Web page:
By interconnecting the narratives, Johnson creates an enjoyable web of “six degrees of separation” in a who’s who and who else of important people that contributed to the rise of the “Black Bruins” along the way. The Black Bruins succeeds in articulating the significance of UCLA’s often overlooked role in integrating college sports during a time when many universities (including USC) were either reluctant to recruit more than a few African American athletes, opposed to start African American athletes or simply observed the “Gentleman’s Agreement.” This is not to say that the roadblocks were minimal. Johnson enumerates multiple instances in which Strode, Washington, Robinson, Bradley, and Bartlett were subject to racism both home and abroad. Those familiar with the history of the era will note this as par for the course. It provides a legacy today that UCLA and other UCs can and must build upon, especially as the UC campuses maintain a significant underrepresentation of African American students.

The book presents a bit of a paradox. Johnson articulates five remarkable biographies, but the story still feels like it is told too quickly, a legacy still not adequately appropriated. Overall, The Black Bruins is a home-run for those unfamiliar with both UCLA’s modest—yet significant—contribution in integrating college sports in the late 1930s and the five former teammates who helped put UCLA on the map. The book also reminds readers that narratives are not singular, but intersect with others. Perhaps an existential take-away from The Black Bruins is one that compels us not only to consider more carefully how to appropriate and build upon such legacies, but also to better see how our own diverse and distinct California narratives connect to each other.

Johnson-Black Bruins.indd

Notes

[1] Kenny Washington and Woody Strode re-integrate the NFL in 1946. Jackie Robinson integrates Major League Baseball in 1947. Ray Bartlett was a Pasadena Police Officer (one of the first and few African-American police officers). Tom Bradley becomes the first African-American mayor of Los Angeles, serving twenty years.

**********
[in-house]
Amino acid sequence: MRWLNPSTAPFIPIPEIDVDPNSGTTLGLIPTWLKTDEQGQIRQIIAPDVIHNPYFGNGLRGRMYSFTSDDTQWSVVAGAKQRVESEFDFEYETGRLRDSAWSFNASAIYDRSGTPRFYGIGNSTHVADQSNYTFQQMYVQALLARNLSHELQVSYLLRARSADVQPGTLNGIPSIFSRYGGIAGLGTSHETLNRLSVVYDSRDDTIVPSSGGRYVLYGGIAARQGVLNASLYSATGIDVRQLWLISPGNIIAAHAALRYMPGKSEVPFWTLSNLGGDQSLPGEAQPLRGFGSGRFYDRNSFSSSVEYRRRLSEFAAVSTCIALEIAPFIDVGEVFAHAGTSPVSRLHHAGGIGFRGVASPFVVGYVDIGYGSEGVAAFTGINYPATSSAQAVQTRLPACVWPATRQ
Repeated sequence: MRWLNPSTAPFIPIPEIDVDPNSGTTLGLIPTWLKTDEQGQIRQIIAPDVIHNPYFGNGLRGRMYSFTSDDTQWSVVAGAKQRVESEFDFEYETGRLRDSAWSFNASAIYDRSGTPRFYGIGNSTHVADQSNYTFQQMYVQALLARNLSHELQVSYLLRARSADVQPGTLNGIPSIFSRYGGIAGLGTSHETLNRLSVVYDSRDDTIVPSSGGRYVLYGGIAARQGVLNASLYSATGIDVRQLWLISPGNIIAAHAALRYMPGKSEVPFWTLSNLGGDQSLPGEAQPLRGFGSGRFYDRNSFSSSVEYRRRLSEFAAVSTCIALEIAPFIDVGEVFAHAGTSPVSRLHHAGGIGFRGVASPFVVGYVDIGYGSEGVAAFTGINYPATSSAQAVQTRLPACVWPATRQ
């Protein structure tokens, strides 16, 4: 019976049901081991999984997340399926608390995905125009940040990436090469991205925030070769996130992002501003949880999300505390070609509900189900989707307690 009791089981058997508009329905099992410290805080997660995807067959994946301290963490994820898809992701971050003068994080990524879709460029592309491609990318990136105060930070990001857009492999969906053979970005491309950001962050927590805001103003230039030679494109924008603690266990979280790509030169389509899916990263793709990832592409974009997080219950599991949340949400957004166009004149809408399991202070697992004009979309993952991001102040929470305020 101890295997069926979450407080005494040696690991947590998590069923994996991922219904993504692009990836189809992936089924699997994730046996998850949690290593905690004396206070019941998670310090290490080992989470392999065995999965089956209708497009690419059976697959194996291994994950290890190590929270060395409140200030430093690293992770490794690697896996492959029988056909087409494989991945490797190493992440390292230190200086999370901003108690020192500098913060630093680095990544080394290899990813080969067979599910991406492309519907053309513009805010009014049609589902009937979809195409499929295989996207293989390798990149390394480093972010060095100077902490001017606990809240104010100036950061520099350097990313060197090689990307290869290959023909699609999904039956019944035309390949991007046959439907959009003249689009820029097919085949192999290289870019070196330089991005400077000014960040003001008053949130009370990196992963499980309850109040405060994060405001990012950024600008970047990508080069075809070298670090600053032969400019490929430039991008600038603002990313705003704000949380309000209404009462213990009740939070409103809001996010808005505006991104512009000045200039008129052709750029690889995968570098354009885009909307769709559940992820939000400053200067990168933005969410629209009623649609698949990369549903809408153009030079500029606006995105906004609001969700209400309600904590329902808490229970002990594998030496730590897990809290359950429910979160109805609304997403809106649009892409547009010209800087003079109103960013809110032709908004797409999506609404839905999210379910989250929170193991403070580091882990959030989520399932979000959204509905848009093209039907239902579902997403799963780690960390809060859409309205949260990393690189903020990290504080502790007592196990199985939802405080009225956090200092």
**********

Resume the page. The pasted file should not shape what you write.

[2] Both Southern African Americans and Southern Whites were leaving the South seeking opportunity during the early Great Depression Era. James W. Johnson, The Black Bruins: Remarkable Lives of UCLA’S Jackie Robinson, Woody Strode, Tom Bradley, Kenny Washington, and Ray Bartlett (Lincoln: University of Nebraska Press, 2018), 3.

[3] Johnson discusses Jackie Robinson’s “Black Belt” Georgia background (p. 7) and Tom Bradley’s Texas roots (pp. 18-19).

[4] Johnson articulates Tom Bradley’s transformative impact on Los Angeles that is significant in both his tenure and the city’s response (p. 211).

 

Nickolas Hardy is a retired U.S. Coast Guard (USCG) veteran and lecturer at Cal Poly Pomona.  His studies in Kinesiology include Socio-Cultural Perspectives in Sport, History of Sport, and Philosophy of Sport.  He is an avid researcher in the dynamic intersections between sport and society, emphasizing on the African-American experience.

Copyright: © 2018 Nickolas Hardy. This is an open-access article distributed under the terms of the Creative Commons Attribution 4.0 International License (CC-BY 4.0), which permits unrestricted use, distribution, and reproduction in any medium, provided the original author and source are credited. See http://creativecommons.org/licenses/by/4.0/.